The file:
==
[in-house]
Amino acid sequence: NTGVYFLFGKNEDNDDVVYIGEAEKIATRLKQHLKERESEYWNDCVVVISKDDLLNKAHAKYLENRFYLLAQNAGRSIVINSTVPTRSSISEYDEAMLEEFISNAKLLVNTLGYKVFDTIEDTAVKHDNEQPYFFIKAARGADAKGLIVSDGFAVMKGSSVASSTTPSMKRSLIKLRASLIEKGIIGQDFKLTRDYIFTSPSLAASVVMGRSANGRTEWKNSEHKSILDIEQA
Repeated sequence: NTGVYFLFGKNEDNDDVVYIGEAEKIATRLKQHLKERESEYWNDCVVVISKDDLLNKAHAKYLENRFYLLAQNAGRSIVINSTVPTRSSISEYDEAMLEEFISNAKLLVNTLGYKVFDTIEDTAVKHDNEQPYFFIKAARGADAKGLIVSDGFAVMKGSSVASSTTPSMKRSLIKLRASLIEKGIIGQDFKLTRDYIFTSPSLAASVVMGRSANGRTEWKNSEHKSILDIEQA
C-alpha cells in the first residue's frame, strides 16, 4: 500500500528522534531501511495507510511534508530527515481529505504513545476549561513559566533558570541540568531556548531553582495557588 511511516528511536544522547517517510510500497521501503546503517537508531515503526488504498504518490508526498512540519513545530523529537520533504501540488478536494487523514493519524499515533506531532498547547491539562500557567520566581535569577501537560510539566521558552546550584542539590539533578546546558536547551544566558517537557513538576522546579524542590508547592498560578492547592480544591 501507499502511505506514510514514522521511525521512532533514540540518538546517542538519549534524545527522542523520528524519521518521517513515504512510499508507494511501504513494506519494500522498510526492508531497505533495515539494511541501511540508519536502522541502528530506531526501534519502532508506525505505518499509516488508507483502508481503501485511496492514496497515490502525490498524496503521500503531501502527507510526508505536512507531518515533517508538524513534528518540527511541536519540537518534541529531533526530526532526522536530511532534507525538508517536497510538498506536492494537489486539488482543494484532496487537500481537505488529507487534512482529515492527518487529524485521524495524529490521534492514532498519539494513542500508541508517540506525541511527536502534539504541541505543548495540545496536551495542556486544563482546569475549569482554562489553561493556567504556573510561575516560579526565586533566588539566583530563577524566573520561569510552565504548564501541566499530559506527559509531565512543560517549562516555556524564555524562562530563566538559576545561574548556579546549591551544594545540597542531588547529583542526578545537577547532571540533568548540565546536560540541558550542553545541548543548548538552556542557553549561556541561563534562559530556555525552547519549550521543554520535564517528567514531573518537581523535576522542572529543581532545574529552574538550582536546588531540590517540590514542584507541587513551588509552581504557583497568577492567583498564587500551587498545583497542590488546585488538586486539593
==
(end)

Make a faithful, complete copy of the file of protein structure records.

[in-house]
Amino acid sequence: NTGVYFLFGKNEDNDDVVYIGEAEKIATRLKQHLKERESEYWNDCVVVISKDDLLNKAHAKYLENRFYLLAQNAGRSIVINSTVPTRSSISEYDEAMLEEFISNAKLLVNTLGYKVFDTIEDTAVKHDNEQPYFFIKAARGADAKGLIVSDGFAVMKGSSVASSTTPSMKRSLIKLRASLIEKGIIGQDFKLTRDYIFTSPSLAASVVMGRSANGRTEWKNSEHKSILDIEQA
Repeated sequence: NTGVYFLFGKNEDNDDVVYIGEAEKIATRLKQHLKERESEYWNDCVVVISKDDLLNKAHAKYLENRFYLLAQNAGRSIVINSTVPTRSSISEYDEAMLEEFISNAKLLVNTLGYKVFDTIEDTAVKHDNEQPYFFIKAARGADAKGLIVSDGFAVMKGSSVASSTTPSMKRSLIKLRASLIEKGIIGQDFKLTRDYIFTSPSLAASVVMGRSANGRTEWKNSEHKSILDIEQA
C-alpha cells in the first residue's frame, strides 16, 4: 500500500528522534531501511495507510511534508530527515481529505504513545476549561513559566533558570541540568531556548531553582495557588 511511516528511536544522547517517510510500497521501503546503517537508531515503526488504498504518490508526498512540519513545530523529537520533504501540488478536494487523514493519524499515533506531532498547547491539562500557567520566581535569577501537560510539566521558552546550584542539590539533578546546558536547551544566558517537557513538576522546579524542590508547592498560578492547592480544591 501507499502511505506514510514514522521511525521512532533514540540518538546517542538519549534524545527522542523520528524519521518521517513515504512510499508507494511501504513494506519494500522498510526492508531497505533495515539494511541501511540508519536502522541502528530506531526501534519502532508506525505505518499509516488508507483502508481503501485511496492514496497515490502525490498524496503521500503531501502527507510526508505536512507531518515533517508538524513534528518540527511541536519540537518534541529531533526530526532526522536530511532534507525538508517536497510538498506536492494537489486539488482543494484532496487537500481537505488529507487534512482529515492527518487529524485521524495524529490521534492514532498519539494513542500508541508517540506525541511527536502534539504541541505543548495540545496536551495542556486544563482546569475549569482554562489553561493556567504556573510561575516560579526565586533566588539566583530563577524566573520561569510552565504548564501541566499530559506527559509531565512543560517549562516555556524564555524562562530563566538559576545561574548556579546549591551544594545540597542531588547529583542526578545537577547532571540533568548540565546536560540541558550542553545541548543548548538552556542557553549561556541561563534562559530556555525552547519549550521543554520535564517528567514531573518537581523535576522542572529543581532545574529552574538550582536546588531540590517540590514542584507541587513551588509552581504557583497568577492567583498564587500551587498545583497542590488546585488538586486539593